The described variation involved a common origin of the musculotendinous ED-index from the ECRB. The proximal attachment site was at the lateral epicondyle of humerus. The ED-index muscle belly and tendon separated from the ECRB, 119 mm distal to the outermost palpable point of the lateral epicondyle. The separated muscle belly measured 70 mm in length and 12 mm in width (at its widest part located mid-length). The musculotendinous portion had a length of 179 mm (from the point of separation to the extensor retinaculum of wrist). The ED-index tendon coursed near the other tendons of the ED and inserted into the radial side of the tendon of the EI. The ED-index passed beneath the extensor retinaculum of wrist in the typical manner. The tendon width at the proximal entry point underneath the extensor retinaculum was approximately 2 mm and its further course was not altered (Fig. 1).

Figure 1. The posterior view of the left forearm and dorsum of hand.

No aberrations were found in terms of the neurovascular structures supplying the variation. The ED-index was supplied by the deep branch of the radial nerve and the recurrent interosseous artery. No variations were found regarding the ED muscle and tendons to the middle, ring, and little fingers at the ipsilateral extremity. Their origin and insertion points were typical. The EI muscle also had a typical course and inserted into the ulnar side of the ED-index. No musculotendinous variants were found at the contralateral upper limb of the cadaver.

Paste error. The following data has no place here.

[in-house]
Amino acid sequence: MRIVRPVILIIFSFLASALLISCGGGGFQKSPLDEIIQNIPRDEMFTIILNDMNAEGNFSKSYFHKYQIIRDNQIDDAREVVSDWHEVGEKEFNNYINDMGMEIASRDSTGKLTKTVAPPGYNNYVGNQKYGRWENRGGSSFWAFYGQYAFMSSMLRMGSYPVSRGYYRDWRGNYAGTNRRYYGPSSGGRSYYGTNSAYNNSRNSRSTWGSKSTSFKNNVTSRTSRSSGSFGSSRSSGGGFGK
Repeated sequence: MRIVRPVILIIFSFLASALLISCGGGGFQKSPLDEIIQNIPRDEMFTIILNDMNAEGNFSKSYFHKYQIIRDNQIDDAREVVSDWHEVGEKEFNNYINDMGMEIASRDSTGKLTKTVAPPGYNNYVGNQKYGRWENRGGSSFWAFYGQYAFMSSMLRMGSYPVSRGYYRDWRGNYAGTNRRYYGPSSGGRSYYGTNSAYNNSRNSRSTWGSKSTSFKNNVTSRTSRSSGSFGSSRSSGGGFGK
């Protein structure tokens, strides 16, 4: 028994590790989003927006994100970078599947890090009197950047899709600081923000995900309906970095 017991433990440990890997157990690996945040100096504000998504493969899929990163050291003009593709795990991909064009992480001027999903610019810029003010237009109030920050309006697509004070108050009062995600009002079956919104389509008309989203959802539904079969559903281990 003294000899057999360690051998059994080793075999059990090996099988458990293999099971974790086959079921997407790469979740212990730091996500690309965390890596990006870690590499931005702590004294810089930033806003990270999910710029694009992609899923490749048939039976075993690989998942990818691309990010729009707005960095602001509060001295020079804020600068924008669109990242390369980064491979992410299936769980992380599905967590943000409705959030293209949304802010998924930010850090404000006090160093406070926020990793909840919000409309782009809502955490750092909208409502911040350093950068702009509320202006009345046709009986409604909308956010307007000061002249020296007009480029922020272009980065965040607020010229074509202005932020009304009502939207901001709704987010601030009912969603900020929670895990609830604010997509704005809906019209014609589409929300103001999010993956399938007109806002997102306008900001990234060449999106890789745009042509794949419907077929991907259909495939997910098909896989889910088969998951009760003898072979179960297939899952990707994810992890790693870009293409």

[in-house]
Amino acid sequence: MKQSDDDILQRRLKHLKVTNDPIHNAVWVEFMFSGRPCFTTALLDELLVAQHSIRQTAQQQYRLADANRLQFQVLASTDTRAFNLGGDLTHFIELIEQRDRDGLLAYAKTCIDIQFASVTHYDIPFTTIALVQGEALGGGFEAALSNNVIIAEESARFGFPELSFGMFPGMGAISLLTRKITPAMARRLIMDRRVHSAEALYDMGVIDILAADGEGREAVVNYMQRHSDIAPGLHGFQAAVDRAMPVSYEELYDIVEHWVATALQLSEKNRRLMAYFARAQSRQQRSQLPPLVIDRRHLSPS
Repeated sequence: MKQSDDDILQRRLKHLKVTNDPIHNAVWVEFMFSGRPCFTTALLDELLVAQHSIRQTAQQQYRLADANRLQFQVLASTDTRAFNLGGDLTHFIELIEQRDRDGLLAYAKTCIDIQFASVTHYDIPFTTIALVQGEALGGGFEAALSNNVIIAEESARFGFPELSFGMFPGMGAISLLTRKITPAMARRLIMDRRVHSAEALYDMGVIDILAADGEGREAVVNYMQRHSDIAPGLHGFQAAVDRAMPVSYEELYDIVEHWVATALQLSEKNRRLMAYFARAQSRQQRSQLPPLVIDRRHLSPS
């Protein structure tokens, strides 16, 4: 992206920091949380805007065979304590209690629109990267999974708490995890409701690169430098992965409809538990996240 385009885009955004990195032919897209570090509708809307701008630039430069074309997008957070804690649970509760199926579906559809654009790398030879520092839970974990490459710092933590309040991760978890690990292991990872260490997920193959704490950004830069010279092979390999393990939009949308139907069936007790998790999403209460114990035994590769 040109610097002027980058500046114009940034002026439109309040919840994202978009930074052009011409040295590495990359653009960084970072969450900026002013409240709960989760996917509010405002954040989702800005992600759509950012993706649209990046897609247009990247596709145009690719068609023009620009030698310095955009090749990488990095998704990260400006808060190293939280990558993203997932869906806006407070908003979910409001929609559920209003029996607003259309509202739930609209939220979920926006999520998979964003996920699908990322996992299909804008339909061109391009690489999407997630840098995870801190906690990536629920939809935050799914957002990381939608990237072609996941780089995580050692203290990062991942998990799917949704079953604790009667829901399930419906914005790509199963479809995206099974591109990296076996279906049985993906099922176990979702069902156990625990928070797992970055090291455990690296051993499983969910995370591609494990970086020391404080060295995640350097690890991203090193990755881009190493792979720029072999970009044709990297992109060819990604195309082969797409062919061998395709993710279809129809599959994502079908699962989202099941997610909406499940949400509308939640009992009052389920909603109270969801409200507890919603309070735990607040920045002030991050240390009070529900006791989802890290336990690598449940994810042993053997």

A variation in the extensor compartment of the forearm is not an uncommon finding. The ED-index occurs in 99.8% of cases, and in the vast majority arises from a single proximal attachment of the ED [24]. Notwithstanding, to the best knowledge of the authors the prevalence of ED-index and ECRB variants is casuistic and has not been analysed in larger study samples. Henceforth, it is crucial for the researchers worldwide to continuously identify and record them to facilitate surgical procedures on the forearm.